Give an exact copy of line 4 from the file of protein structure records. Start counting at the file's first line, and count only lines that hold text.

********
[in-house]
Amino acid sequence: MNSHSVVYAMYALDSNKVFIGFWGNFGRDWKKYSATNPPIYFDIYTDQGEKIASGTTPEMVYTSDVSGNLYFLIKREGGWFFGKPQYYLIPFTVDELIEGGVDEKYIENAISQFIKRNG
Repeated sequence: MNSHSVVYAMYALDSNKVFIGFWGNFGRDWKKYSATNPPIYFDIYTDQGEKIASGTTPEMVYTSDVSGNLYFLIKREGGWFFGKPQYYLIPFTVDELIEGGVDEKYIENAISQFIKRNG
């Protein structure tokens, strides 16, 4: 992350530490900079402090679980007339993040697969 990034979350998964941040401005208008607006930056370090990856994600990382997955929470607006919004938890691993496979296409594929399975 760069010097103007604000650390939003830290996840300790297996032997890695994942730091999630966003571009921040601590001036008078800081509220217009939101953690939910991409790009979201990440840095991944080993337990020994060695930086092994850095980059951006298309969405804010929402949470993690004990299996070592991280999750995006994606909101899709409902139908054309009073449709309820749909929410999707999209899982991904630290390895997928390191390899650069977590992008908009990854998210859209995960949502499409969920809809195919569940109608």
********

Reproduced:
């Protein structure tokens, strides 16, 4: 992350530490900079402090679980007339993040697969 990034979350998964941040401005208008607006930056370090990856994600990382997955929470607006919004938890691993496979296409594929399975 760069010097103007604000650390939003830290996840300790297996032997890695994942730091999630966003571009921040601590001036008078800081509220217009939101953690939910991409790009979201990440840095991944080993337990020994060695930086092994850095980059951006298309969405804010929402949470993690004990299996070592991280999750995006994606909101899709409902139908054309009073449709309820749909929410999707999209899982991904630290390895997928390191390899650069977590992008908009990854998210859209995960949502499409969920809809195919569940109608």